Ramirez: If Dipoto acquires another quality starter, Ramirez could find himself as the odd-man out, since he also is out of Minor League options. Ramirez is capable of pitching in relief, however, and that versatility gives him added value in the Mariners' eyes.
UTL Taylor Motter: The addition of veteran Andrew Romine, via waiver claim, creates some competition for Motter for the utility role. The Mariners signed Romine to a $1.05 million deal last week instead of non-tendering him, so clearly they place some value in the newcomer. Motter has Minor League options, but could also be dangled in trade.

1B Daniel Vogelbach: The plan to platoon Vogelbach last year didn't pan out, and now the Mariners have acquired Healy from the A's with the intention of making him their everyday first baseman. Vogelbach has proven he can hit at the Triple-A level, but there doesn't seem a clear opportunity now with Seattle as long as Nelson Cruz remains the designated hitter.
Top prospects
Dipoto already dealt three of his top 10 prospects, per, in the past week to bring in Gordon and additional international slot money. Gone are right-hander Nick Neidert (No. 2), shortstop Christopher Torres (No. 7) and catcher David Banuelos (No. 10). The remaining top 10 prospects are outfielder Kyle Lewis, first baseman Evan White, right-hander Sam Carlson, outfielders Braden Bishop and Julio Rodriguez, right-hander Max Povse and Vogelbach. Third baseman Joe Rizzo and outfielders Luis Liberato and Anthony Jimenez now round out the top 10.
Rule 5 Draft
The Mariners' 40-man roster is at 37, so they have room to add. But with the 14th pick in the Rule 5 Draft, it seems a long shot that Dipoto would tie up a 25-man roster spot with an unproven prospect on a team trying to push for a playoff spot. The Mariners didn't choose anyone in the Rule 5 Draft in Dipoto's first two years.
Big contracts they might unload
The Mariners have some large deals on the books with Robinson Cano, Kyle Seager, Hernandez, Cruz and Leake combining for $94 million in 2018. But those aren't players Seattle is able to or interested in moving. It's more possible Dipoto could look to gain a little flexibility by dealing one of his arbitration-eligible players such as Ramirez (expected to make about $4.5 million). Relievers Marc Rzepczynski ($5.5 million in the last year of his deal) and David Phelps (likely to get $5 million-plus in arbitration) are in a similar situation, though both are expected to be important parts of the bullpen as it stands now. This doesn't seem to be a club in cost-cutting mode.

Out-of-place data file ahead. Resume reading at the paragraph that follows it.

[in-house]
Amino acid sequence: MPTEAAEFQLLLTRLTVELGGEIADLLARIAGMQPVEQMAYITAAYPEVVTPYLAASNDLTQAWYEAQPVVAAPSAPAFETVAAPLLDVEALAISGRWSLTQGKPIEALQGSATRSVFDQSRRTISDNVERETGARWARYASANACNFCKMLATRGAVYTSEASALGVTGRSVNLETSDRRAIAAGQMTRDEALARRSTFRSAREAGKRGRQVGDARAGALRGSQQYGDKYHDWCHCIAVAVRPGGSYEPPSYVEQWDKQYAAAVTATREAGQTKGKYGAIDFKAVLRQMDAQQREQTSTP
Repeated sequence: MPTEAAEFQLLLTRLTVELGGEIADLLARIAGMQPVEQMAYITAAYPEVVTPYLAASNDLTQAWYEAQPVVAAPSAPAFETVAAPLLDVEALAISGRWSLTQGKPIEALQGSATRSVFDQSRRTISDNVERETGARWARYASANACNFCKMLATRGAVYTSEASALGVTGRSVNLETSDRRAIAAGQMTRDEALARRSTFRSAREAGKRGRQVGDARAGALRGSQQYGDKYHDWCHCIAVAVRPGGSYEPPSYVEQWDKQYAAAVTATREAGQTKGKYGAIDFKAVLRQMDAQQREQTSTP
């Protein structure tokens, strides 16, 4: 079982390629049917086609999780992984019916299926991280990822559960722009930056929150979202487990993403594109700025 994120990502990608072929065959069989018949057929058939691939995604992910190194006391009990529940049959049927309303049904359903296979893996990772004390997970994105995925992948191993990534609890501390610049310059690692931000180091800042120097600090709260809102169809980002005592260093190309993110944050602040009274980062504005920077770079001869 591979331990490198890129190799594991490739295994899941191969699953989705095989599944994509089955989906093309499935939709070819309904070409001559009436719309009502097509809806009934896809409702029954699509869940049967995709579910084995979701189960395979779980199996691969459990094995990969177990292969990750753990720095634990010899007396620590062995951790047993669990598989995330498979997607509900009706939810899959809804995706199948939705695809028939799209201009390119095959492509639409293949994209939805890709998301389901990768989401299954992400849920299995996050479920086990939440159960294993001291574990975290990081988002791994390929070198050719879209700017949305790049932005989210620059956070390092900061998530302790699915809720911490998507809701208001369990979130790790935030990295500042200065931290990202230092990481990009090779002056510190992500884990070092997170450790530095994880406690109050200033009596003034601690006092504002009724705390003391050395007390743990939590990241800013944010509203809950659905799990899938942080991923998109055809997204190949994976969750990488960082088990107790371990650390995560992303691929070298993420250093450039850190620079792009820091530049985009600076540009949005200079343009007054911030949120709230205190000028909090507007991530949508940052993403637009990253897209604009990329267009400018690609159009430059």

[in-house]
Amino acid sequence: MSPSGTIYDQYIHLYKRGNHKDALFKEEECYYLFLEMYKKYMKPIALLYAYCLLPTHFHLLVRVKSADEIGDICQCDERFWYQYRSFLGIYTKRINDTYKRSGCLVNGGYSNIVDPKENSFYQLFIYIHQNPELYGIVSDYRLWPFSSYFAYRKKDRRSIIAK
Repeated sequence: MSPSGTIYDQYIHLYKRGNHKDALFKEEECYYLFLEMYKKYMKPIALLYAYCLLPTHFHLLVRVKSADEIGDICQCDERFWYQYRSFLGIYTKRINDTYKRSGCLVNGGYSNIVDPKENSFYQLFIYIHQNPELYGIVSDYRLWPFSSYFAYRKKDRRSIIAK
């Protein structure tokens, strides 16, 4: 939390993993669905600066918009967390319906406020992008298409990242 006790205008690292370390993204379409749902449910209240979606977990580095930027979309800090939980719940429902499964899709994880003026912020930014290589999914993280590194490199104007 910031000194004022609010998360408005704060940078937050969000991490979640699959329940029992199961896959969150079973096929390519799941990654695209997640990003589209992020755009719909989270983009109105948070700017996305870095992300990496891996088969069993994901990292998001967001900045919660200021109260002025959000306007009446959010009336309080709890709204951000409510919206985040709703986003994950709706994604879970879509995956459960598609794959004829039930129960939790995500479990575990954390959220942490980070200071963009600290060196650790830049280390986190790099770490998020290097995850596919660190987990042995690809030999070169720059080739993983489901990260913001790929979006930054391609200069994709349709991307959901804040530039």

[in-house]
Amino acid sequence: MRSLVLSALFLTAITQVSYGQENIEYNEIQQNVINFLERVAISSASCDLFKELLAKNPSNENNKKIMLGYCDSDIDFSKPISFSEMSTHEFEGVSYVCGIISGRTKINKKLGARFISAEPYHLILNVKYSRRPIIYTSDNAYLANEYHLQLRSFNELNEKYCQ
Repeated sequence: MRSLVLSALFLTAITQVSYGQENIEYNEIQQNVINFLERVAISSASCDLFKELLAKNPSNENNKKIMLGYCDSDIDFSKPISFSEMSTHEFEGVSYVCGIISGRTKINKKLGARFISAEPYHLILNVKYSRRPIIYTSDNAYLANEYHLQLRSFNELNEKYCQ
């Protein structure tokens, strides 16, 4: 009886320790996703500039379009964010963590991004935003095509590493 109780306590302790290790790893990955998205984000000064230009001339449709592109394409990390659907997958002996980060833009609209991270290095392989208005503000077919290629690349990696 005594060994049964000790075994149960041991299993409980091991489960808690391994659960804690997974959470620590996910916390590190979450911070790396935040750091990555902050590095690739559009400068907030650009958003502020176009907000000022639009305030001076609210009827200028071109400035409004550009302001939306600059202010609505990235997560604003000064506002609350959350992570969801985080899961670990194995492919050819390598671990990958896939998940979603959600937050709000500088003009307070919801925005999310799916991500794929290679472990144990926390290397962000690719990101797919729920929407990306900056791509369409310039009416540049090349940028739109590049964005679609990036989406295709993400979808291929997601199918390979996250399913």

Payroll summary
The Mariners' core group takes up a significant chunk of salary, with Seager getting an $8 million raise to $19 million and joining the big-bucks club of Cano, Hernandez, Cruz and Leake (who is earning $17 million, though the Cardinals are absorbing $6 million of that). Now you can add in Gordon, who will make $10.8 million this coming season.
Dipoto has room to work with this winter, thanks to some significant money coming off the books. Hisashi Iwakuma, Yovani Gallardo, Drew Smyly and Steve Cishek combined for $37 million last year, along with $18 million for Danny Valencia, Leonys Martin, Ruiz and Jarrod Dyson. Iwakuma was re-signed to a Minor League deal, and the rest of those veterans are gone.
Those players must be replaced, of course, with Leake, Phelps and Ramirez expected to take up more than $21 million already and Paxton and Zunino among those due for significant arbitration hikes. But by filling the first-base hole with an MLB-minimum earner in Healy, the Mariners still look to be about $5 million under last year's initial $155 million budget, even with Gordon's addition as well as raises and new additions figured in. CEO John Stanton has indicated a willingness to increase payroll, so it would appear the club still has the ability to add a decent veteran pitcher either through free agency or trade.

Greg Johns has covered the Mariners since 1997, and for since 2011. Follow him on Twitter @GregJohnsMLB.